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Texas Distributor Takes On Coil-Handling Lineup

Texas Distributor Takes On Coil-Handling Lineup
CHS Automation, Roseville, MI, a manufacturer of coil-handling and press-feeding equipment, has added Coleman Machinery, Inc., Flower Mound, TX, to its distribution network. Coleman sells and services metalforming and safety equipment in Texas, Oklahoma, Arkansas and New Mexico.

Major Appliance Stamper Upgrades Coil Feedlines With CHS Automation

Major Appliance Stamper Upgrades Coil Feedlines With CHS Automation
A major appliance stamper has upgraded existing equipment with a new CHS Automation 20,000lb x 42” Servo Feedline for a new product launch. The company was rolling out a new product design and faced limitations with their existing equipment and turned to CHS for solutions. 

When Presses Show Their Age

When Presses Show Their Age
Numerous geriatric mechanical presses still pound away at metal stampers coast to coast, only requiring their owners to diligently inspect, diagnose and repair to keep them running like new, or close to it. As long as the customer requirements for part quality and complexity don’t change much, why buy new?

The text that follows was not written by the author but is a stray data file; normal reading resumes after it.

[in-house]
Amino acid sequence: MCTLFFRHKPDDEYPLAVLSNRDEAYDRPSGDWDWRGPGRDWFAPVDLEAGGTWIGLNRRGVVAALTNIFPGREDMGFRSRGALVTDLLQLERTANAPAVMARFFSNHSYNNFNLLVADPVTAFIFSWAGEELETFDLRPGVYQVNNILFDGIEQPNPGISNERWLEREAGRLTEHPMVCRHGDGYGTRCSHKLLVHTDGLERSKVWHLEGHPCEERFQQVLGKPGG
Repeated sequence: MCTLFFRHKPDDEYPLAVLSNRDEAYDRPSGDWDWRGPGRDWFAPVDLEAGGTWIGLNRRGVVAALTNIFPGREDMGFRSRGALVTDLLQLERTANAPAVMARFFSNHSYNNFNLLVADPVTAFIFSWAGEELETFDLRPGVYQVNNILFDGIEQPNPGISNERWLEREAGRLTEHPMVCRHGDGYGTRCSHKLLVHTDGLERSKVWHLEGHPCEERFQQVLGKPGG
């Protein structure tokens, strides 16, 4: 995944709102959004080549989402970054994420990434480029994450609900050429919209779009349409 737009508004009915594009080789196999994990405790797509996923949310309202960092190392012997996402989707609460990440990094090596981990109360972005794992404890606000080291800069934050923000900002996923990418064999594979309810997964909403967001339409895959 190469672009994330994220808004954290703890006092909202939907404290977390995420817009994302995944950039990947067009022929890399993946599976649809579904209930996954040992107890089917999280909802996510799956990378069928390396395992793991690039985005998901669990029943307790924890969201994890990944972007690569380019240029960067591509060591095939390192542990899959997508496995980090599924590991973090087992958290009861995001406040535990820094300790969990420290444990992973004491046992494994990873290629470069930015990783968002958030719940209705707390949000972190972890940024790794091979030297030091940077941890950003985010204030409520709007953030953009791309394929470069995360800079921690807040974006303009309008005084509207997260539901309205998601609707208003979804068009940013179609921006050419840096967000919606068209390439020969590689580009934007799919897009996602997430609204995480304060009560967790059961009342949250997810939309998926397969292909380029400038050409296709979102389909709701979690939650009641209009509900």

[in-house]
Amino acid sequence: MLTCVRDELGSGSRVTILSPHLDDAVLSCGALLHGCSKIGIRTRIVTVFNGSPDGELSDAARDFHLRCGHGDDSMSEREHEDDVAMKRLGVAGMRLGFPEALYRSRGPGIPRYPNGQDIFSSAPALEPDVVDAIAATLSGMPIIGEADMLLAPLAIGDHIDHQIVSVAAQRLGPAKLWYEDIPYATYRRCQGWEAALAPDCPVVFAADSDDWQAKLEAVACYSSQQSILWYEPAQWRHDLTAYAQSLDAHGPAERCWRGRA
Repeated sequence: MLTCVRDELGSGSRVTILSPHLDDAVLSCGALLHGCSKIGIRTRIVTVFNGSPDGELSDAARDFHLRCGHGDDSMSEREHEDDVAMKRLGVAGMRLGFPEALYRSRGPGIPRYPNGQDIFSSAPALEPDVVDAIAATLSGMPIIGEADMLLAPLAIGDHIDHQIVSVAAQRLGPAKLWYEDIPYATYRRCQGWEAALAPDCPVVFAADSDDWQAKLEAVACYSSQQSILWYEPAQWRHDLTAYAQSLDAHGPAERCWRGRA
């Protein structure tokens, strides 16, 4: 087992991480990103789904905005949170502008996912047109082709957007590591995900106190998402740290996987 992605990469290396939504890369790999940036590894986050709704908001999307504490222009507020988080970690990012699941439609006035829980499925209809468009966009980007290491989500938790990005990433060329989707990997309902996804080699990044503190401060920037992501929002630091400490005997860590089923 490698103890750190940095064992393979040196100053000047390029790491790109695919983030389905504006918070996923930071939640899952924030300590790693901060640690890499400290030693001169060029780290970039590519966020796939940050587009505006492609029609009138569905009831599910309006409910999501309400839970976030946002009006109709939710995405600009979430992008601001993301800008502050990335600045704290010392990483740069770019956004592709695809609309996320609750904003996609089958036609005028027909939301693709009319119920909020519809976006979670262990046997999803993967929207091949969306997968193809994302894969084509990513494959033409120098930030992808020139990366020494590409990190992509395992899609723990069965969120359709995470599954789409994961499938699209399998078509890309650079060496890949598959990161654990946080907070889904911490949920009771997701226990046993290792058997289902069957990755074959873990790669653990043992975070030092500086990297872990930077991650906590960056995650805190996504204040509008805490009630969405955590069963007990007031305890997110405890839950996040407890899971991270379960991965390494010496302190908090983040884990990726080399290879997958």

SERVO2 (SERVO-FEED LINE + SERVO PRESS) OPENS WINDOWS OF OPPORTUNITIES

SERVO2 (SERVO-FEED LINE + SERVO PRESS)  OPENS WINDOWS OF OPPORTUNITIES
The Japanese have taught us plenty about lean manufacturing and continuous improvement, and until recently I thought the term kaizen (and its definition) said all there was to say on the subject. That was until I met with Scott Sigler, when visiting the Hi-Lex Controls plant in Hudson, MI. Sigler, stamping engineer and supervisor for the automotive window-regulator manufacturer, taught this old dog a new Japanese trick in the realm of productivity and efficiency—a trick called “karakuri.”

Gardner Projects Even Better Year in 2013

Gardner Projects Even Better Year in 2013
According to Steven R. Kline, director of market intelligence for Gardner Business Media, Gardner’s recently completed Capital Spending Survey indicates an 8 percent increase next year in machine tool orders over what is estimated to be a very good 2012. According to Kline, orders for new metalcutting equipment are forecast to be $6.634 billion next year. That follows year-over-year increases of 89 percent and 8 percent, respectively, in 2011 and 2012, based on estimated final sales for those years. How can the machine tool market be doing so much better than the general economy?

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